Leaving Troyes in a north-westerly direction, the chalky Champagne region, which used to be seen as a poor area, has become prosperous. We might think of it as being dull, but its expanses, with its changing light, are a whole range of shades: ochres, browns, beige, greys…

In the winter, the earth is chalky and white; in the summer, like a kaleidoscope, it has many shades. Crossed by the tree-lined Seine and its villages, the landscape has the feel of a leafy, intimate passageway.
And then, overlooking the plain, like an island in the distance… there’s a hill… and the vineyards appear…
There’s no doubt, we are truly in the Champagne region!

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Leaving Troyes towards the west, the Montgueux hill, covered in vines, looms.
Known as the Montrachet de Champagne, the visitor can appreciate its slopes planted with Chardonnay, which is the main grape variety here, on the chalky soil.

Yes, we’re in Champagne!
The wine of kings, the king of wines!

The Montgueux vines, today 208 ha, are planted on the side of a dome that has existed for centuries. Despite it being isolated, the value of this land has been recognised and, in 1927, it took its place within the Champagne appellation.
This is why you must be sure to taste this precious nectar, this divine wine, from one of the 40 wine-makers in the region.
Drink in moderation of course!

Now, let’s descend again into this uniquely beautiful landscape where the horizon seems endless and the chalky Champagne soil has been changed by fertilisation and modern production techniques. Thus, the “poor” Champagne region of the past is now envied, with its intensive agriculture making it the second largest wheat- and cereal-producing region in France.
The villages that are scattered across the plain are mainly agricultural and the farms that have expanded have kept the traditional character of this flat land: brick and chalk.

This farming land is also a land of history.

And among these villages, there is one in particular that is in the history books, the village of Payns.
A stronghold of Hughes de Payns, the founder of the Knights’ Templar, it is the western birthplace of the Knights’ Templar.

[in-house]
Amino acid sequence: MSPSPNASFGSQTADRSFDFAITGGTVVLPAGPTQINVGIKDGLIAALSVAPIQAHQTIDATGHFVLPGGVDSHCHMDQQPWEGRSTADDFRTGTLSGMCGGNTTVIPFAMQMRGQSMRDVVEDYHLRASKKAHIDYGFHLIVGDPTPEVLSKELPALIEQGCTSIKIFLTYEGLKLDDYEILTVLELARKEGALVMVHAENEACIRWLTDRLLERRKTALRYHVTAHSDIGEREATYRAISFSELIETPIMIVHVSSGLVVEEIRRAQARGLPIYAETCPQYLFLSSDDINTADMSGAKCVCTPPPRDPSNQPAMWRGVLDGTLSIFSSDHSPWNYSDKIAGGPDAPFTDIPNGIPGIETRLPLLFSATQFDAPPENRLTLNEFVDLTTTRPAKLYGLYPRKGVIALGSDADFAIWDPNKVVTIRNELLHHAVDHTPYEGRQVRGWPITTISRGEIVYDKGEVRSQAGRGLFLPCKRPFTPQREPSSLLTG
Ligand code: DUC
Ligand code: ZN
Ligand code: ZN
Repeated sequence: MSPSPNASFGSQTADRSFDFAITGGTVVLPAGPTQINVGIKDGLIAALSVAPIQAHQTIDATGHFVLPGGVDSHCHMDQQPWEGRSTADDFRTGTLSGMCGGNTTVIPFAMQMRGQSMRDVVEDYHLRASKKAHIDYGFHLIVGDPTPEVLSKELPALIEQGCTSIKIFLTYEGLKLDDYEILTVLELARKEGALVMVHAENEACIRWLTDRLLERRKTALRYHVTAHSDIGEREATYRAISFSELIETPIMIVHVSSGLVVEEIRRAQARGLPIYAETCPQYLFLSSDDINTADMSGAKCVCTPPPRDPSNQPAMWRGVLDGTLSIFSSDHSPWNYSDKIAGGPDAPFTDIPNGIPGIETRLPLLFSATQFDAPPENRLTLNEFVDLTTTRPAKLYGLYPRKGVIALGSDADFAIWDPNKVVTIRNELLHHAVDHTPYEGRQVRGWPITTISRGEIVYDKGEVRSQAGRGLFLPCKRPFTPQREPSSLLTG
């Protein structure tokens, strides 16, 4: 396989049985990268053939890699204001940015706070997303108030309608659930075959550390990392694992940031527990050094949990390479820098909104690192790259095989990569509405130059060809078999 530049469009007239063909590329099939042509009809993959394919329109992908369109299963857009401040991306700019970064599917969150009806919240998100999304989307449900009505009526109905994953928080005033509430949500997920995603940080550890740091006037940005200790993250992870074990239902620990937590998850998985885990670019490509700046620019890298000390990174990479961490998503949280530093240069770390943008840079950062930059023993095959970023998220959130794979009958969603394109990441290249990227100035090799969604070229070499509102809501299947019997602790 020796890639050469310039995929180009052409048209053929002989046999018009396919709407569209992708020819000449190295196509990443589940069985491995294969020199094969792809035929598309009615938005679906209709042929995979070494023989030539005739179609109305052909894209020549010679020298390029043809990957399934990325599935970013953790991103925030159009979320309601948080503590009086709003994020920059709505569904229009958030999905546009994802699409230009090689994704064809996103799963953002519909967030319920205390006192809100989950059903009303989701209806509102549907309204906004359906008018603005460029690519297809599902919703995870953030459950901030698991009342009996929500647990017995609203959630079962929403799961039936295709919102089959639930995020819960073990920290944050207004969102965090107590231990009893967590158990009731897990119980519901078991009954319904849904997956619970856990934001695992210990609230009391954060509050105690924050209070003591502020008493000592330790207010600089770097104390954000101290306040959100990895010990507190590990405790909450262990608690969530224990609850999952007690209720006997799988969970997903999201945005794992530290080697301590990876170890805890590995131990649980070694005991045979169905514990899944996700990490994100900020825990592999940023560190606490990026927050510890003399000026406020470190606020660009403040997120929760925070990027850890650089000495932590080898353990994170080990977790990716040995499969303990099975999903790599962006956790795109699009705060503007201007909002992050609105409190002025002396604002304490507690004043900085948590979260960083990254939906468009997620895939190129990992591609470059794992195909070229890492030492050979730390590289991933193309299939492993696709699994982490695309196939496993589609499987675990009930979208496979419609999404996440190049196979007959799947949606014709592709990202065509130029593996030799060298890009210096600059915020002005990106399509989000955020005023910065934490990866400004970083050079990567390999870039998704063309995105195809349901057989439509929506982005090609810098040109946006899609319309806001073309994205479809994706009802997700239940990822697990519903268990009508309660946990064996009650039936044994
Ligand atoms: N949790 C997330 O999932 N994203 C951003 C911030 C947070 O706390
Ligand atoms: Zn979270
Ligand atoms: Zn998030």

Since the first western commandery was established from 1129 on the land of its founder, the whole village has lived with the legacy of these famous Monk-Soldiers, especially since the discovery in 1998 of the exceptional coin treasure of the Payns Templars!
Its museum tells the extraordinary history of the Knights’ Templar, founded here in the Champagne region, now known all over the world.

Not far from here, other villages also have a story to tell.
St Lyé , previously the home of the Troyes bishops, was the place that Louis X the Headstrong (son of Philippe the Fair) married Clémence of Hungary.
Barberey St Sulpice has a majestic 17th century castle enclosed in vegetation, an elegant Louis XIII style abode made of brick and stone, opposite a French style garden, which has been given official recognition by the French Committee for Parks and Gardens.

And not far away, in the middle of the chalky plain, in a lush opening, like the land’s backbone, lies the Seine valley.
Enjoy following the canal that runs alongside it: the Canal de la Haute Seine, a green waterway that replaced the old tow path used at the time of the canal boats. A real haven of peace for nature lovers, exploring by foot, or by bike…

In this lush valley, pretty villages are nestled and stretched out along the road on the edge of this chalky plain, Mergey, St Benoist sur Seine, Ste Maure and its elegant listed church which stands proudly… And then… Expanses, fertile plains, farming villages, Lavau, Vailly… and on the edge of Troyes, Creney Près Troyes and its very surprising Musée des Vieux Coqs, a private museum that has a collection of cockerels from church weather vanes, the oldest dating from 1686!

Finally, the town of Tricasse appears in the distance, beyond Pont Sainte Marie, with its imposing listed church, Notre Dame de l’Assomption, dating from 16th century, with its many riches (stained glass, sculptures, etc.).